Wednesday, August 10, 2011

Deploying an Amazon MySQL RDS Instance

by Semir H.

If you find this tutorial useful, please consider making a donation to support future work like this:

Thank you :)


Decide in which Region you will create this.
Decide on the DB Engine (MySQL or Oracle).
For this tutorial I will use the following:

Multi AZ Deployment = Yes
Allocated Storage = 5 GB (minimum - good enough for this tutorial)
DB Instance Identifier = TestDB-Inst
Master Username = dbadmin
Password = whatever you want


Log into your Amazon Web Services (AWS) Management Console. Go to the Amazon RDS tab. Pick your Region. Click on “Launch DB Instance”.
In the “Engine Selection” pick MySQL and click on “Select”.
Fill in the “DB Instance Details” as per your needs. I’ll use the details I put down above. Click on “Continue”

On the “Additional Configuration” part leave everything at defaults (no need to put a DB name now). Click on “Continue”.

On the “Management Options” pick your Backup Retention Period (e.g. 1 day), Backup Window and Maintenance Window. Click on “Continue”.

Review your settings and if you are happy, launch the DB Instance.

DB Security Groups (connecting EC2 to RDS):

To make sure a particular EC2 Instance (in my case an Ubuntu Linux one) can connect to the Amazon RDS MySQL Instance we just created we need to create or modify an existing DB Security Group. I’ll just modify the default one.
Go to Amazon RDS tab and click on the “DB Security Groups” link.
Click on the “default” DB Security Group.
Under “Connection Type” pick “EC2 Security Group”.
Put in your Security Group name (in my case it was “linux sec grp”) and the AWS Account ID of the AWS account where this EC2 Security Group is. The number is a 12 digit number without any dashes.
Click on “Add”. If all goes well you should see that the connection you just defined will be authorised. Here’s an example (with my personal details blacked out):

This will essentially let any EC2 Instance (my Linux Instances) that are controlled by my “Linux Sec Grp” Security Group be able to communicate with my new MySQL RDS Instance.

To connect to the new MySQL Amazon RDS Instance (TestDB-Inst) we’ll need to find the Endpoint address. We do that by clicking on the DB Instance and looking under its Description. In my case it is “”.

Testing connecting:

# mysql -h -u dbadmin -p

Enter the password and there you go, you are now connected to your MySQL Instance.
You may now create databases for your projects.

Sunday, August 7, 2011

Attach additional Volume(s) to AWS EC2 Linux (Ubuntu) Instance(s)

by Semir H.

This quick tutorial will show you how to create a new EBS volume in AWS EC2 and attach it to an existing EBS backed Linux (Ubuntu) EC2 Instance.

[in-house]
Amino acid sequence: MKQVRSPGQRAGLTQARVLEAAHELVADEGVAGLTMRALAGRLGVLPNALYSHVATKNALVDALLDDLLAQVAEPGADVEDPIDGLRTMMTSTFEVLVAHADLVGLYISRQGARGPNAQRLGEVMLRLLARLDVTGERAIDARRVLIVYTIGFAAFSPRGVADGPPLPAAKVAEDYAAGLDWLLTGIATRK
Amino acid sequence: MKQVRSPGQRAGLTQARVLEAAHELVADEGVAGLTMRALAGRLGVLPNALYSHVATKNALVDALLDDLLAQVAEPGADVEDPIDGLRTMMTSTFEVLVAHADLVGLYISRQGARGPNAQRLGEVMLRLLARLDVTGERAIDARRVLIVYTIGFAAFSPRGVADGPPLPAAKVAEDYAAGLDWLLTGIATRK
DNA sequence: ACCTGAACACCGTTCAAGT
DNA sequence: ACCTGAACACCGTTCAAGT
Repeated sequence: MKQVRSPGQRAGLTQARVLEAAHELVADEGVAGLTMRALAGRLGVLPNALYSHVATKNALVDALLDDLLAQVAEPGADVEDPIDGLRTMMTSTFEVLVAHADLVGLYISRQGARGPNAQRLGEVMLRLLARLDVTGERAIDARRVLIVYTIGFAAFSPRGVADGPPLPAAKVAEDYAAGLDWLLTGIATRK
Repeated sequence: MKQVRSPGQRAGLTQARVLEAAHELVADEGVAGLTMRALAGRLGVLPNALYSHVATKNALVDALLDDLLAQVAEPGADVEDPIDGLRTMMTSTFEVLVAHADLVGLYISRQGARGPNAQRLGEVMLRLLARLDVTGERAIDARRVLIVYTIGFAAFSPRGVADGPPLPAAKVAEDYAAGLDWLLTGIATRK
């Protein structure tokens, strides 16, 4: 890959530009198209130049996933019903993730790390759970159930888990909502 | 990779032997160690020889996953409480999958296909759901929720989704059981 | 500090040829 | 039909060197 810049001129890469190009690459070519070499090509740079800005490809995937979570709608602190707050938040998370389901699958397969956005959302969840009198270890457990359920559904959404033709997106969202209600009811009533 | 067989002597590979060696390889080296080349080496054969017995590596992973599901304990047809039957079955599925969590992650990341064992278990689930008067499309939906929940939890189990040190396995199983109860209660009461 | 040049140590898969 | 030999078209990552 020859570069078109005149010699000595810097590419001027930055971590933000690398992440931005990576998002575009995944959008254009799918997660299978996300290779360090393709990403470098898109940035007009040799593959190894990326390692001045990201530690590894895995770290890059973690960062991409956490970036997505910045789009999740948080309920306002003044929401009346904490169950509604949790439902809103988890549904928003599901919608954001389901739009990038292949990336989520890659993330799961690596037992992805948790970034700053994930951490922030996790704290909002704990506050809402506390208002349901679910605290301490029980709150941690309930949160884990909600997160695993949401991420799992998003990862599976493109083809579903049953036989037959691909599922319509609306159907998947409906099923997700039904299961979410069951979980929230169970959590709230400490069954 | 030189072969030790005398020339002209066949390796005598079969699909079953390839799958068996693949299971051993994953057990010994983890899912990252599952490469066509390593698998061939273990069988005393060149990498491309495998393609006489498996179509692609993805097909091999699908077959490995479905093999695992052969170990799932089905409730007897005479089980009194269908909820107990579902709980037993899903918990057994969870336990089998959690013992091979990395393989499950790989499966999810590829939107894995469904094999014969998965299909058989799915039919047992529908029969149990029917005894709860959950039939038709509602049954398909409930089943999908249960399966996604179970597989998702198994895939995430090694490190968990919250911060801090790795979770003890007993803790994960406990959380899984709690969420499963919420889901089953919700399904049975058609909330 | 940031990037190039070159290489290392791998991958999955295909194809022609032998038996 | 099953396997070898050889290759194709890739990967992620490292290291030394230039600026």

If you find this tutorial useful, please consider making a donation to support future work like this:

Thank you :)


Please note down which Availability Zone (AZ) your existing Instance is in. You will need to create the new volume in the same AZ. Also note down the Instance identifier (starts with “i”) for easier identification later.
Please also schedule some downtime for your Instance (if it is an important one) as you’ll need to shut it off while the volume is attached and it will need to be restarted at least once for testing.


As an example I have an Ubuntu Instance here with 8 GB of disk space that comes with the Ubuntu EC2 AMIs.

To create a new volume to add to the Instance go to Volumes section of the Amazon EC2 portion in the AWS Management Console. Click on “Create Volume”.

Fill in the desired size of the Volume (my example is 20 GB) and make sure you pick the correct AZ (same as where the Instance you will attach this to is). Ignore the Snapshot. Click on “Yes, Create” to make the Volume.

Once it is created you should right-click on it and select “Attach Volume”.
Select the correct Instance and put in the device name. The default for the Device will usually do.
Click on “Yes, Attach” to proceed.

After a bit you should see the Volume listed at attached to your Instance. Here’s an example of the original 8 GB Volume and the new 20 GB Volume attached to the same Instance:

Now go back to your Instance and start it up. Log in and check if the new Volume can be seen. The quickest way of doing it is to execute “fdisk -l” as a privileged user. The example below shows the original 8 GB and the new 20 GB device.

Of course, the new Volume is unusable in this state so we’ll need to create a mount point for it, create a file system for it and mount it. We’ll also make sure it auto-mounts after the box is restarted in the future.